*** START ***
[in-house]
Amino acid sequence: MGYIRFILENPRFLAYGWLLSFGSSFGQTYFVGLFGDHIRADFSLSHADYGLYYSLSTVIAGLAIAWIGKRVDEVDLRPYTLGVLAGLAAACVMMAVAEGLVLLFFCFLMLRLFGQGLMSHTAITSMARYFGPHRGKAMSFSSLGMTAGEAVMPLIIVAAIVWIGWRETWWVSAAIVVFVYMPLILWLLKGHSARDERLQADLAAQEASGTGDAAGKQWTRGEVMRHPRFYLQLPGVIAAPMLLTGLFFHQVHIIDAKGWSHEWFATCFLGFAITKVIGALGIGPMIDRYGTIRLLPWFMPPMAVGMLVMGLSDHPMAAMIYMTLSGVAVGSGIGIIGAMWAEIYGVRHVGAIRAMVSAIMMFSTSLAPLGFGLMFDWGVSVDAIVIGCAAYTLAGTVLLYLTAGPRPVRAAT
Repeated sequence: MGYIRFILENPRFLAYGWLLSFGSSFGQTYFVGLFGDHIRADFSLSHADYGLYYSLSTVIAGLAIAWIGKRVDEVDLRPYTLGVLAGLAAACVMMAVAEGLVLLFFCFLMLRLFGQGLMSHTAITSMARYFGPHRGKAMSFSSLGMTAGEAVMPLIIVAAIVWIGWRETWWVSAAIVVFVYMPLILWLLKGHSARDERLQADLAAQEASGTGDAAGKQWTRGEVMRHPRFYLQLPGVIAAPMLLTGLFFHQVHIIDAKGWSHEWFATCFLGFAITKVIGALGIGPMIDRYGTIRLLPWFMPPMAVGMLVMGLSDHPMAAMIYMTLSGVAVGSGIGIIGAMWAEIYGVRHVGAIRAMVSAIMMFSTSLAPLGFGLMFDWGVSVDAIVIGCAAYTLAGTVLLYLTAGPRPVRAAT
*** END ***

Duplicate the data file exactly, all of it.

[in-house]
Amino acid sequence: MGYIRFILENPRFLAYGWLLSFGSSFGQTYFVGLFGDHIRADFSLSHADYGLYYSLSTVIAGLAIAWIGKRVDEVDLRPYTLGVLAGLAAACVMMAVAEGLVLLFFCFLMLRLFGQGLMSHTAITSMARYFGPHRGKAMSFSSLGMTAGEAVMPLIIVAAIVWIGWRETWWVSAAIVVFVYMPLILWLLKGHSARDERLQADLAAQEASGTGDAAGKQWTRGEVMRHPRFYLQLPGVIAAPMLLTGLFFHQVHIIDAKGWSHEWFATCFLGFAITKVIGALGIGPMIDRYGTIRLLPWFMPPMAVGMLVMGLSDHPMAAMIYMTLSGVAVGSGIGIIGAMWAEIYGVRHVGAIRAMVSAIMMFSTSLAPLGFGLMFDWGVSVDAIVIGCAAYTLAGTVLLYLTAGPRPVRAAT
Repeated sequence: MGYIRFILENPRFLAYGWLLSFGSSFGQTYFVGLFGDHIRADFSLSHADYGLYYSLSTVIAGLAIAWIGKRVDEVDLRPYTLGVLAGLAAACVMMAVAEGLVLLFFCFLMLRLFGQGLMSHTAITSMARYFGPHRGKAMSFSSLGMTAGEAVMPLIIVAAIVWIGWRETWWVSAAIVVFVYMPLILWLLKGHSARDERLQADLAAQEASGTGDAAGKQWTRGEVMRHPRFYLQLPGVIAAPMLLTGLFFHQVHIIDAKGWSHEWFATCFLGFAITKVIGALGIGPMIDRYGTIRLLPWFMPPMAVGMLVMGLSDHPMAAMIYMTLSGVAVGSGIGIIGAMWAEIYGVRHVGAIRAMVSAIMMFSTSLAPLGFGLMFDWGVSVDAIVIGCAAYTLAGTVLLYLTAGPRPVRAAT